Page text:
At age 15, Captain Barrington Irving, who was born in Jamaica and grew up in Miami, knew he wanted to become a pilot.
“My life was changed by a United Airlines pilot, Captain Gary Robinson, who took the time to talk to me in a store,” said Captain Irving.
Little did he know, that conversation would’ve changed his and thousands more.
“In 2007, I thought for sure a black man had flown solo around the world. And I realized they were just never given that opportunity,” said Captain Irving.
At age 23, Captain Irving became the youngest person and only African American to fly solo around the world. A 97-day journey, flying 30,000 miles, setting two world records.
“When I walk into a room and someone announces me that way, the kids raise their heads in the classroom. You realize the empowerment that it provides for others, not only for young black children, but other minorities and all types of children,” said Captain Irving.
When he returned from his trip, he created The Flying Classroom, for students who are passionate about aviation. The program leads them on virtual global expeditions through STEM projects.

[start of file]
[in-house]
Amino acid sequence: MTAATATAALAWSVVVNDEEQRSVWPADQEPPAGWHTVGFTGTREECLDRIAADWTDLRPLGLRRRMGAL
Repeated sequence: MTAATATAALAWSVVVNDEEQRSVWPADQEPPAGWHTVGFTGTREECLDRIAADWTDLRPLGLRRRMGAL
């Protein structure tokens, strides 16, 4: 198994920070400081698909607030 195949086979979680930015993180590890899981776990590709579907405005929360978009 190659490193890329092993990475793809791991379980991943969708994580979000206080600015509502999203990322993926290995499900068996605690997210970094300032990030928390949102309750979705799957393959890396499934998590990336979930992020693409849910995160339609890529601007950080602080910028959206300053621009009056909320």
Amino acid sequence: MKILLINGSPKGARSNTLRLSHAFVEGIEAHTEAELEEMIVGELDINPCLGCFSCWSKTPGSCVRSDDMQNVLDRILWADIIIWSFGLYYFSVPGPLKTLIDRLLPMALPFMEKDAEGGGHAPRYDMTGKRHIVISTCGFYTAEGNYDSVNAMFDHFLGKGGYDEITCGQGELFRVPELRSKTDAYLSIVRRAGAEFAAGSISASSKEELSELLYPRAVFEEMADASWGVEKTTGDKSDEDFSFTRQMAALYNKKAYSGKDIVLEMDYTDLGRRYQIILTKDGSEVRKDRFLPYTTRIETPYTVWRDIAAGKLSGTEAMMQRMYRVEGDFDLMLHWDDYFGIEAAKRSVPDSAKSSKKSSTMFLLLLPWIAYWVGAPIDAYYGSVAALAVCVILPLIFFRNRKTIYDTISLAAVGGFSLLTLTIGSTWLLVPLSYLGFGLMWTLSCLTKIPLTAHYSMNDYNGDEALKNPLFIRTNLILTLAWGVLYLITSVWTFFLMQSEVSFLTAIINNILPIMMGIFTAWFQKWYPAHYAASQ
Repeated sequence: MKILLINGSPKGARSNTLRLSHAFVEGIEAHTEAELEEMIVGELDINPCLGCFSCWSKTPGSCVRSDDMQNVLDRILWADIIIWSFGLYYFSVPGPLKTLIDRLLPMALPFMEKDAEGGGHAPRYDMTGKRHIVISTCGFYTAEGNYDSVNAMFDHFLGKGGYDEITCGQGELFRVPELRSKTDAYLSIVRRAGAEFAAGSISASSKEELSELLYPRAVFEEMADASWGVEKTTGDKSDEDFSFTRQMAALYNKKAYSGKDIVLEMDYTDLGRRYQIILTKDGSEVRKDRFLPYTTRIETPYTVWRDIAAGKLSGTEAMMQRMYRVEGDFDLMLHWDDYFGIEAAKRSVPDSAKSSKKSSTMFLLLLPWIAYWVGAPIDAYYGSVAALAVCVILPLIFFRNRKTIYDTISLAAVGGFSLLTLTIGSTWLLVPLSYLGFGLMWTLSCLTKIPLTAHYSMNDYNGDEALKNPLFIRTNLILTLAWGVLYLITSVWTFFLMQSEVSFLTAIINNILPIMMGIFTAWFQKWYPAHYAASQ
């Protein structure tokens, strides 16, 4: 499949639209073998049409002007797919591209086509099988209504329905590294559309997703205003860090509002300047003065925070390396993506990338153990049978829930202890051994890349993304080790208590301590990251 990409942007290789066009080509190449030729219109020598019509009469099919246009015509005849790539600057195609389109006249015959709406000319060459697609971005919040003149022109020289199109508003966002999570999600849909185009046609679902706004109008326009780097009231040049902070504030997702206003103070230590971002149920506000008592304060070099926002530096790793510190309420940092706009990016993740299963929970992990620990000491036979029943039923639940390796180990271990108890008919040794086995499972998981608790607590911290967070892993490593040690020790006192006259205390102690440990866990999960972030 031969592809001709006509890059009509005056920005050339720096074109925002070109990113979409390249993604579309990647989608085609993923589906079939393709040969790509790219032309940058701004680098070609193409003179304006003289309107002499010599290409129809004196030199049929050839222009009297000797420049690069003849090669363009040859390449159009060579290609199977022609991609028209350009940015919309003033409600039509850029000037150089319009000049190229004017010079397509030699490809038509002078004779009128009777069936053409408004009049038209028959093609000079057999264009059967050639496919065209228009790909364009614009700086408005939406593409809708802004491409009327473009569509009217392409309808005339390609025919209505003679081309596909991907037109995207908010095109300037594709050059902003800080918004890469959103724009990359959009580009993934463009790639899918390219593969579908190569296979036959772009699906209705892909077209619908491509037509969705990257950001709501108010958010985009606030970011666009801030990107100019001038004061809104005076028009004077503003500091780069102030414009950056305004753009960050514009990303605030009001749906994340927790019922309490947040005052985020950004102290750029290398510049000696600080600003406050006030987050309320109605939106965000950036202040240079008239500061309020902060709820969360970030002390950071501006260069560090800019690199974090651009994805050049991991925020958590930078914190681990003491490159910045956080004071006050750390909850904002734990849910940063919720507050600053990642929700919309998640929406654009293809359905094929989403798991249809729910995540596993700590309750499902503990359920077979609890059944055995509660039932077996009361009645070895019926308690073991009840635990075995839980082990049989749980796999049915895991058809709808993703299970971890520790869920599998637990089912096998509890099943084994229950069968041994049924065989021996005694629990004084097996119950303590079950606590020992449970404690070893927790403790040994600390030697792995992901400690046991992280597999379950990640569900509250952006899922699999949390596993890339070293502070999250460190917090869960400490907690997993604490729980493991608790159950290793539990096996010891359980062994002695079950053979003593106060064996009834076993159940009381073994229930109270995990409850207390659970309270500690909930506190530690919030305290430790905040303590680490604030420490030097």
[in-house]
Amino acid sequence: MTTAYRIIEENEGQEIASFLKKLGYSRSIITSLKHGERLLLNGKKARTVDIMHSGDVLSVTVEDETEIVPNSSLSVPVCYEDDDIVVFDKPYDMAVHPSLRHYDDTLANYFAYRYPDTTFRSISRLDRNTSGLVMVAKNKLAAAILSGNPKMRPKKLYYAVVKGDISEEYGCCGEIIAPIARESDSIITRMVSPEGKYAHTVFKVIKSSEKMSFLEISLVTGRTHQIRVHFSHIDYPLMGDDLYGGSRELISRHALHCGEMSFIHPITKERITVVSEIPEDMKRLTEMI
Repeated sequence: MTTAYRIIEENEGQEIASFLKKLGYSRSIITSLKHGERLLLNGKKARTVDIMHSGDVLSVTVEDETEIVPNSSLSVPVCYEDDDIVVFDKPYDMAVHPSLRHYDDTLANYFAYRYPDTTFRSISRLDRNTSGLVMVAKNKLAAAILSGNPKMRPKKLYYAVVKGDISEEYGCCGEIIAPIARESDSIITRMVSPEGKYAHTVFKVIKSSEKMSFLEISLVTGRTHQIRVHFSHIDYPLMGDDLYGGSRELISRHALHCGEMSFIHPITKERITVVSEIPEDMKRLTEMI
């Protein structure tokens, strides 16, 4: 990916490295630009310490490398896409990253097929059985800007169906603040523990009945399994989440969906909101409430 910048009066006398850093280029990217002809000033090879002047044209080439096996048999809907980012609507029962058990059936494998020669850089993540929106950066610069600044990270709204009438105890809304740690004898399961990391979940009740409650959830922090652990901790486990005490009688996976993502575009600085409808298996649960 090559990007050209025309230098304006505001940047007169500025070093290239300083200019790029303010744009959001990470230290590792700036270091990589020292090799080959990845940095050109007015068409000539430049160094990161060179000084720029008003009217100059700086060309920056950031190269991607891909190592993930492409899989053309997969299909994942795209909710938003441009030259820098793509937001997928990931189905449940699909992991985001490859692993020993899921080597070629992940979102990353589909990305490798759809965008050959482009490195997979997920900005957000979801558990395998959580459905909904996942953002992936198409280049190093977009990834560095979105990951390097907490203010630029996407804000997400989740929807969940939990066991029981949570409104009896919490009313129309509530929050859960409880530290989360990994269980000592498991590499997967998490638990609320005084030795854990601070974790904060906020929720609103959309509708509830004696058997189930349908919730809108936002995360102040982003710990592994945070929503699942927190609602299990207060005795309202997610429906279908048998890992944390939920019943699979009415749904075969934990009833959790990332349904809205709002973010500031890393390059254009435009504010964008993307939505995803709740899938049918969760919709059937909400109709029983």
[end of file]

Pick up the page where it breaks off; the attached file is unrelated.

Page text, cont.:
“At Experience Aviation, we give students the opportunity to utilize aviation to understand how to use math and use it in the real world. That’s what we’ve been doing for years under our nonprofit, then it expanded to The Flying Classroom, where we sell curriculum to school districts all across the country to bring to life science, technology, engineering and math,” said Captain Irving.
“This isn’t just in my textbook, like Barack Obama becoming the first black president. But knowing someone in person and seeing the human side of it, just really shows how realistic your goals can be,” said Zion Moss.
The program has made an impact on students like Zion, working at SpaceX this summer.
“If I want to be the first astronaut on Mars, well I know the first black pilot who flew solo, and I see what he did. He’s not superman, he didn’t have this major advantage over everyone, he simply worked hard for what he wanted to achieve. So having that inspiration helps me push through all of my adversities,” said Moss.
“I’ll never forget the first thing I told the pilot who mentored me. When he introduced me to aviation, I said I don’t think I was smart enough to do this. Imagine if I believed that. I wouldn’t be standing here right now. So that’s a huge component. You have to believe, whatever life throws at you, you deserve it,” said Captain Irving.
Fore more information on The Flying Classroom, click here.